I have no idea which version of the movie I actually own, there are that many of them.
On release the movie was a critical and commercial success. Earning back $66 million on a reported budget of $1.5 million.
However, according to the Producer Rubinstein that figure was greatly inflated to impress foreign investors and the real figure was actually much closer to $500,000.
Either way it is the most profitable film in the Dead series.
Critical consensus was widely positive with the film holding a 93% on Rotten Tomatoes and my old friend Roger Ebert writing for the Chicago Sun saying:
“one of the best horror films ever made. gruesome, sickening, disgusting, violent, brutal and appalling, nobody ever said art had to be in good taste.”
I hadn’t until rewatching Dawn of the Dead for the purposes of this review actually seen this film since I first bought the DVD around 15 or 20 years ago.
The first thing I appreciate about this movie is it doesn’t mess about introducing us into why or what or where, it just does, which is something I wish modern movies would learn from.
The unexplainable does not require explanation, so don’t bother trying. Zombies are just zombies because they are.
We open with a SWAT team attempting to clear out a tenement populated by black and hispanic people in an inner city ghetto.
Where we are introduced to the absolute chaos that is reigning throughout this film’s universe including and not limited to a glorious head explosion.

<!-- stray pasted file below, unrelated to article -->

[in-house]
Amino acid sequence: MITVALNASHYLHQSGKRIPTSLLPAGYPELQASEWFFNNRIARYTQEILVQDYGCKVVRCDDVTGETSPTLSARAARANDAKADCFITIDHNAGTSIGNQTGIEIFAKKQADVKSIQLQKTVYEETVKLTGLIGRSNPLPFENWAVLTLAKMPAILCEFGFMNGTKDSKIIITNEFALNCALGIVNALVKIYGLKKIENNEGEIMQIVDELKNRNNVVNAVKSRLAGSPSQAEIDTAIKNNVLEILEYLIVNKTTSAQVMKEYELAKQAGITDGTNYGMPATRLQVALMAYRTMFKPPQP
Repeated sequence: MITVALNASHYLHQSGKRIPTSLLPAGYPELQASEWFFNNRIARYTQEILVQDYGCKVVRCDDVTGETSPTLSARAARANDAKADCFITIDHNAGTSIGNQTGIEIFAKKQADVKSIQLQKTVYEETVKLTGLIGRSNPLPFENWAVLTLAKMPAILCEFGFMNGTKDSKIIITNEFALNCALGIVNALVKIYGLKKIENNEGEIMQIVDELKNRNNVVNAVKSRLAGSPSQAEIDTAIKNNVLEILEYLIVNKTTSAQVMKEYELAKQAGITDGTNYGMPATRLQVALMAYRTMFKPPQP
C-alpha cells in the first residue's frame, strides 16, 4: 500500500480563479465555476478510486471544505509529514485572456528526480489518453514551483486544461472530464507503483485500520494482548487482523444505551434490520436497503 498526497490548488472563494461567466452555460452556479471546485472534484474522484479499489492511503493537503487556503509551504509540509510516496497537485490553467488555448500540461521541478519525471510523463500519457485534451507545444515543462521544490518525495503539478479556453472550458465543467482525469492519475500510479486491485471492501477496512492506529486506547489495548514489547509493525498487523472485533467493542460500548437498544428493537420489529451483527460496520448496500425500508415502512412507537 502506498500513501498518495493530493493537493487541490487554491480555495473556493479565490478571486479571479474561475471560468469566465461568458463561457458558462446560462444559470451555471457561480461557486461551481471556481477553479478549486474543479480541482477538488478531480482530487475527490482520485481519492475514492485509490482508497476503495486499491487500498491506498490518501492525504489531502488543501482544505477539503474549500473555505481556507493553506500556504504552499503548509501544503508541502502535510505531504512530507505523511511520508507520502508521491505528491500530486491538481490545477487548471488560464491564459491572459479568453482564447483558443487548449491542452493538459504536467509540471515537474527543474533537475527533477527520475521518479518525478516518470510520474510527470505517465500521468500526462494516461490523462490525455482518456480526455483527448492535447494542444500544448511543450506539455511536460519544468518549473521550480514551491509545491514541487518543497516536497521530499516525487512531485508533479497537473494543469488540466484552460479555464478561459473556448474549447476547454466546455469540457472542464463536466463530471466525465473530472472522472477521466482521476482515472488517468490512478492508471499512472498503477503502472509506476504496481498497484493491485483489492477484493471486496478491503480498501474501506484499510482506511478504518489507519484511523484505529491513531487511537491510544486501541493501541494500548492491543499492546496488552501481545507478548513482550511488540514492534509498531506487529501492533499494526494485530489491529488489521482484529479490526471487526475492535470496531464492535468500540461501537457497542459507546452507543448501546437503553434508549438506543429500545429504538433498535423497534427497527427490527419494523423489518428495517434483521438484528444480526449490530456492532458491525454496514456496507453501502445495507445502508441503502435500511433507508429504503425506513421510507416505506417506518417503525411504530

Which was provided by Tom Savini who did all of the stunt, make up and effects work on the picture. The head used is actually that of Francine played by Gaylen Ross who in the original script was going to commit suicide by placing her head into the blades of the helicopter.
During production they decided to change the ending and have her and Peter escape instead, however the cast of her head was repurposed by Savini for the head explosion, which is so glorious I’m going to show it twice.
Tom Savini is a true master of practical gore effects and although by today’s standards they look very cheap, actually hold up pretty well even 4 decades later being extremely over the top, Savini is an artist and this is his David.
Although admittedly the zombies do look ridiculous with many of them looking blue rather than the grey they were meant to be.
Our 4 protagonists eventually escape the chaotic and diverse inner city to closited and pampered American suburbia and really to the shining monumental edifice that represents that the most, the shopping mall.